You’ve probably heard that bullies are those who lack prosocial behaviors with narcissistic tendencies, and who get off on the high of having power over weaker, smaller peers due to their own low self-esteem. Well, unfortunately, as much as we want to believe that bullies are unpopular, feared and scorned by their peers, research has shown that bullies can be the most popular kid with the highest level of self-esteem you’ve ever seen.
The stereotype behind the psychology of bullying having psychopathic tendencies and low social skills who bully others so as to make themselves look better is just that–a stereotype. When looking on the social scale of those who are bullies, these perpetrators are perceived to be leaders, socially-skilled and attractive.
What came first? The chicken or the egg? You’ve probably heard this one a bunch of times, but this dilemma of either the chicken coming first or the egg coming first very much applies to the causal relationships of bullying and victimization. As previously established, those who are bullies are often diagnosed with conduct disorder whereas those who are the bullied are often shy, vulnerable and withdrawn. These correlations have been highly supported over the years, so their integrity is not in question. What is in question is whether or not one causes the other. Note: the key word is “causes.”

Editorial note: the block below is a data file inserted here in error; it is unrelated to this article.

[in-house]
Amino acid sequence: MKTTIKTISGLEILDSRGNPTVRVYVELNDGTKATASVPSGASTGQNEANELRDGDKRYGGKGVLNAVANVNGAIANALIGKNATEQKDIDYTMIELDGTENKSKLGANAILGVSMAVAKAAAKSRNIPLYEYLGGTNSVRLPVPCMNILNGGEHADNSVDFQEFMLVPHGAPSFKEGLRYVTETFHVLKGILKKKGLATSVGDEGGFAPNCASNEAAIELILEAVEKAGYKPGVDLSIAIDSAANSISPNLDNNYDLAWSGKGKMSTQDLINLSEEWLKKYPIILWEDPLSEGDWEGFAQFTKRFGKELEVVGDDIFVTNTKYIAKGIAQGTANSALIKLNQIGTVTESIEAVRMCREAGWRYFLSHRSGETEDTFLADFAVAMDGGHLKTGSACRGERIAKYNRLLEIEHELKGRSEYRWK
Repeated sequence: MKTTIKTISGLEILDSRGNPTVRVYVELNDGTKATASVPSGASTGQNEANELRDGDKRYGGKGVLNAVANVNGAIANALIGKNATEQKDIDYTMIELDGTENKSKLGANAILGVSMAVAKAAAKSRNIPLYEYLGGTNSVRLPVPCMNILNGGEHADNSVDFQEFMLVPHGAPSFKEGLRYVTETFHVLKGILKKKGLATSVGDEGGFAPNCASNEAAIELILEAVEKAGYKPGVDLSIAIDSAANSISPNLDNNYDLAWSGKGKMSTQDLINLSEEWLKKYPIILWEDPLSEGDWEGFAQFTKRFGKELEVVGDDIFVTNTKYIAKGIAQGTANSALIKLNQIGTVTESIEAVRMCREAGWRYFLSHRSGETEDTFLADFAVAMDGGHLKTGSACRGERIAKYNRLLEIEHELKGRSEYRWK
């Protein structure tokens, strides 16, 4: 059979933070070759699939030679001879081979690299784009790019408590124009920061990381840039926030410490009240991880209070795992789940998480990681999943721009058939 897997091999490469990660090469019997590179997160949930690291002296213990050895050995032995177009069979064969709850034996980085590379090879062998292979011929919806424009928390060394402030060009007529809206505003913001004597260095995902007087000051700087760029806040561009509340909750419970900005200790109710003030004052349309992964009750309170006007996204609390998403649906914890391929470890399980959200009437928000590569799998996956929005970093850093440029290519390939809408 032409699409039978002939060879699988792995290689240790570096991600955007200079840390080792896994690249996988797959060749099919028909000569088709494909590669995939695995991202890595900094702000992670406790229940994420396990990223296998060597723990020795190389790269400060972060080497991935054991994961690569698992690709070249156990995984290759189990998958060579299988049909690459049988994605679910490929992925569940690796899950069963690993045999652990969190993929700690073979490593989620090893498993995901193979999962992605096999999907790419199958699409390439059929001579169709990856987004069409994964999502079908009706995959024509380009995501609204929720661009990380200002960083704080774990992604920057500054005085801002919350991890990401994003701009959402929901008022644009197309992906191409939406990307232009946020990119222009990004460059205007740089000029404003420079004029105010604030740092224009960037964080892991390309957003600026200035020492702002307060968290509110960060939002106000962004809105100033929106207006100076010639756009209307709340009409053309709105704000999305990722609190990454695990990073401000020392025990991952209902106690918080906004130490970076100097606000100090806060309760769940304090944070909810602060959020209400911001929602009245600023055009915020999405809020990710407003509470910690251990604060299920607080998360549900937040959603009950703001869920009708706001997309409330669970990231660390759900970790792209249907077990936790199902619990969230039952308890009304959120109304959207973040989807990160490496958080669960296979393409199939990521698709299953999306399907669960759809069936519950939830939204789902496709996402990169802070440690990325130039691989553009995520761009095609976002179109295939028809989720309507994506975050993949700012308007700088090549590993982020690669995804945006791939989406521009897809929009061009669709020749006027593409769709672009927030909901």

Is it that those who have been diagnosed with conduct disorder become bullies because of their disorder? Or is it that those who are bullies continue to bully because they are rewarded for their behavior and as such they end up meeting the diagnostic criteria for conduct disorder?
Is it that those who are shy and withdrawn become victims of bullying because their weak status draws more appeal and attention from bullies? Or is it that those who are bully victims become shy, withdrawn and develop anxiety problems due to the bullying?